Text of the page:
In 1918 France, Captain Flagg commands a disreputable company of Marines; his new top sergeant is his old friendly enemy, Quirt. The two men become rivals for the favors of fair innkeeper's... See full summary »
When the government agency fails to deliver even the meager supplies due by treaty to the proud Cheyenne tribe in their barren desert reserve, the starving Indians have taken more abuse ... See full summary »
The US Army is under pressure from the desperate relatives of white prisoners of the Comanches to secure their rescue. A cynical and corrupt marshal, Guthrie McCabe, is persuaded by an army... See full summary »
In 1918 France, Captain Flagg commands a disreputable company of Marines; his new top sergeant is his old friendly enemy, Quirt. The two men become rivals for the favors of fair innkeeper's daughter Charmaine, but the rivalry goes into reverse when Charmaine proves to be angling for a husband. When the company is ordered to the front, this comedy interlude gives way to the grim realities of war. Written by
Rod Crawford <firstname.lastname@example.org>
John Ford was an uncredited second unit director in the 1926 version directed by Raoul Walsh. See more »
Captain Flagg's command was referred to M Company, 5th Marines. In WWI Marine Companies were numbered. Prior to WWI they served independently with battalions and above were ad hoc organizations. 5th Marines should 5th Regiment. The change from Regiment to Marines wouldn't come until the 30s. See more »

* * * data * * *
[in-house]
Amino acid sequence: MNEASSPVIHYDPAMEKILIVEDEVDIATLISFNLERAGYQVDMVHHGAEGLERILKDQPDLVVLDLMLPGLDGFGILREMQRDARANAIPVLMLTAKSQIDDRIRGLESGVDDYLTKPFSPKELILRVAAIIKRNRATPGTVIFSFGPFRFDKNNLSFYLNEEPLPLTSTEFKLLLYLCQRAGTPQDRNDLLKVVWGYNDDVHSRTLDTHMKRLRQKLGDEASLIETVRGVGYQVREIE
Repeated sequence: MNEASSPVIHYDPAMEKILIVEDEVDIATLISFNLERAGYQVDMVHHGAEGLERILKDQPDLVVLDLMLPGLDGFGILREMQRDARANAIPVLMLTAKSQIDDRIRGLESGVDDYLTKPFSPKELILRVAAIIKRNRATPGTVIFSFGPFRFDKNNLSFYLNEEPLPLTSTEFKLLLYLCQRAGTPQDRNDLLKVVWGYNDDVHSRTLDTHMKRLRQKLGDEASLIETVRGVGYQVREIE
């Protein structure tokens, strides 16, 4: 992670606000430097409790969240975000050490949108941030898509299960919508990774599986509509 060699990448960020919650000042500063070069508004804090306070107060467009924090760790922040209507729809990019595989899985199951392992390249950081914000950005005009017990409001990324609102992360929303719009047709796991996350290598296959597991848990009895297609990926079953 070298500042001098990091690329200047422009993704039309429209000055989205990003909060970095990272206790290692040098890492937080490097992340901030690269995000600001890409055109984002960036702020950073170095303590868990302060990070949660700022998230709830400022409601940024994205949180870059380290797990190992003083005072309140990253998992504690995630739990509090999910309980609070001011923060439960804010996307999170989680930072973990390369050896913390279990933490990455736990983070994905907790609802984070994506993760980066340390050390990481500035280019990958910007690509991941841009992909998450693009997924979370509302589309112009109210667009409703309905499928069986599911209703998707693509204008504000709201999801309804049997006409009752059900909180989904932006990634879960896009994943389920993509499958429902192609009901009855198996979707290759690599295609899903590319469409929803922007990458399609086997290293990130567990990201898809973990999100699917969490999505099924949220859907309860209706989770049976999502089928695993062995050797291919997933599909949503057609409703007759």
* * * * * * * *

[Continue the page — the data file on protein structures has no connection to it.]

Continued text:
What about those three men who were supposed to go up to Le Mans to get the Croix de Guerre?
Oh, yeah. Yes, yes. All right, get 'em out of the guardhouse and have 'em take a bath and send 'em over with an MP escort.
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Marine buddies James Cagney (as Captain Flagg) and Dan Dailey (as Sergeant Quirt) carouse through World War I, and eventually become rivals for the affections of beautifully-proportioned Frenchwoman Corinne Calvet (as Charmaine). Newly arriving from Philadelphia, handsome 22-year-old Robert Wagner (as Private Lewisohn) is attracted to local 17-year-old Marisa Pavan (as Nicole Bouchard). The pretty, dark-haired girl's father is upset. Rivaling Mr. Wagner for handsomeness, Craig Hill (as Aldrich) asks the titular question, "What price glory?" Future TV stars William Demarest and Harry Morgan support the troops...
This successful stage comedy-drama became a huge "silent" film hit for Fox in 1926, winning Quigley Publications "Best Picture" award and rising high in everyone's "Ten Best" list for the year. This 1952 re-make did not score as well with audiences...
One of the original film's "all-talking" comedy sequels was the semi-musical "The Cock-Eyed World" (1929), which is how this project was initially envisioned. We have colorful cinematic sets, a few remaining musical performances and stage-lighting techniques. Director John Ford and the Fox personnel assembled were much more aware of the earlier films, helping to explain this misfire. The story began as an anti-war statement; while present, the point gets lost in the inebriated interplay between Mr. Cagney and Mr. Dailey. The actors are forced to alternate between broad "F Troop"-style antics and the accumulation of dead bodies.
***** What Price Glory (7/25/52) John Ford ~ James Cagney, Dan Dailey, Corinne Calvet, Robert Wagner
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